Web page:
The preference for daughters points to a continuation of tradition in regards to women and a more liberal view with men. Women may favor daughters because they want the daughter to help in traditional roles: care giver and companion. (Fuse, n.d.).
Like in the United States, Japanese women have a distance to go to achieve full equality. Part of the equality is the option to continue traditional ways if she chooses. Family life involves a negotiation with the husband about childcare, household chores, chores, care for parents, and other aspects of life. Much of Japanese television we see on the ‘net smacks of misogyny and degraded roles of women. Japanese game shows are famous for their zany antics and nudity. Although, men are also portrayed negatively. Men are often shown in these game shows as being driven by sex and comradery. See the above video.
Games shows like this portray men as pursuers and women as pursued. Women are demure; men are assertive. These are traditional traits in both Japanese and American societies. I find them disagreeable.
There is more to men than lust, sports, and beer. Just like there is more to women than breasts, child bearing, and housework.
It is encouraging to see women make strides in equality. It benefits men as well as women. Men are able to shed the silliness of masculinity (Big boys don’t cry. Men must be strong, etc) and embrace our “feminine side.” I don’t view the male emotional and caring side as feminine. I view it as part of balance. Women working alongside men reduces the stress men have with shouldering the family. Likewise men working with women reduces the stress of women shouldering the family. There is nothing wrong with role division. I am pragmatic. Whomever spends the most time at home should do most of the housework. That isn’t to say he or she does all of it, but it is only logical to have the person at home the most handle the household. Role/work division is necessary, but it shouldn’t be based on gender. Roles should be distributed based on practicality: time, education, and other factors.
Gender has no bearing on a person’s capabilities. Men are not inherently smarter than women. Women are not inherently smarter than men. Women are not inherently better at raising children than men. Most of the difference we place on gender is cultural rather than biological. However, cultural change can be as slow as biological change.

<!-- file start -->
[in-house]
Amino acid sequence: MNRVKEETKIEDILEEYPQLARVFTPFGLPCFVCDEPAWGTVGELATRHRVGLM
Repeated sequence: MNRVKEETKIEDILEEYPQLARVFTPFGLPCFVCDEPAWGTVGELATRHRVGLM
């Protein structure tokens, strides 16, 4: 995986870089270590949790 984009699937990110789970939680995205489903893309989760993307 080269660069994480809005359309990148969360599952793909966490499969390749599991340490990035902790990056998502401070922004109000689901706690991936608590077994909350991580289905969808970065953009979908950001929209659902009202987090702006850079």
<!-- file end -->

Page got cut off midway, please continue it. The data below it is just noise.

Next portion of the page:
Clearly, men and women both stand to benefit from gender equality. Extending rights to women does not impinge on the rights of men. Rights are not a commodity that reduces when granted to others. Rather, expanding rights and equality expands their benefits for all aspects of the population.
Bae, J. (2010). Gender Role Division in Japan and Korea: The Relationship between Realities and Attitudes. Journal Of Political Science & Sociology, (13), 71-85.
Cooper, J. (2013). The Roles of Women, Animals, and Nature in Traditional Japanese and Western
Folk Tales Carry Over into Modern Japanese and Western Culture .
Friedman, S. (1992). Women in Japanese Society: Their Changing Roles. http://www2.gol.com/users/friedman/writings/p1.html
Fuse, K. (n.d). Daughter preference in Japan: A reflection of gender role attitudes?. Demographic Research, 281021-1051.
Kawamura, S. (2011). Marriage in Japan: attitudes, intentions, and perceived barriers. (Electronic Thesis or Dissertation). Retrieved from https://etd.ohiolink.edu/
Kazuko Sato, E., Mitsuyo Suzuki, E., & Kawamura, M. (1987). THE CHANGING STATUS OF WOMEN IN JAPAN. International Journal Of Sociology Of The Family, 17(1), 88.
“Married Women Want to Work.” The Japan Times. N.p., 4 June 2012. Web. 4 Mar. 2013.
NORTH, S. (2009). Negotiating What’s ‘Natural’: Persistent Domestic Gender Role Inequality in Japan. Social Science Japan Journal, 12(1), 23-44.
Pike, K. & Borovoy, A. (2004). The Rise of Eating Disorders in Japan: Issues of Culture and Limitations of the Model of “Westernization.” Culture, Medicine and Psychiatry 28:493–531
Shinichi, S. (2007). Television and the Cultivation of Gender-Role Attitudes in Japan: Does Television Contribute to the Maintenance of the Status Quo?. Journal Of Communication, 57(3), 511-531. doi:10.1111/j.1460-2466.2007.00355.x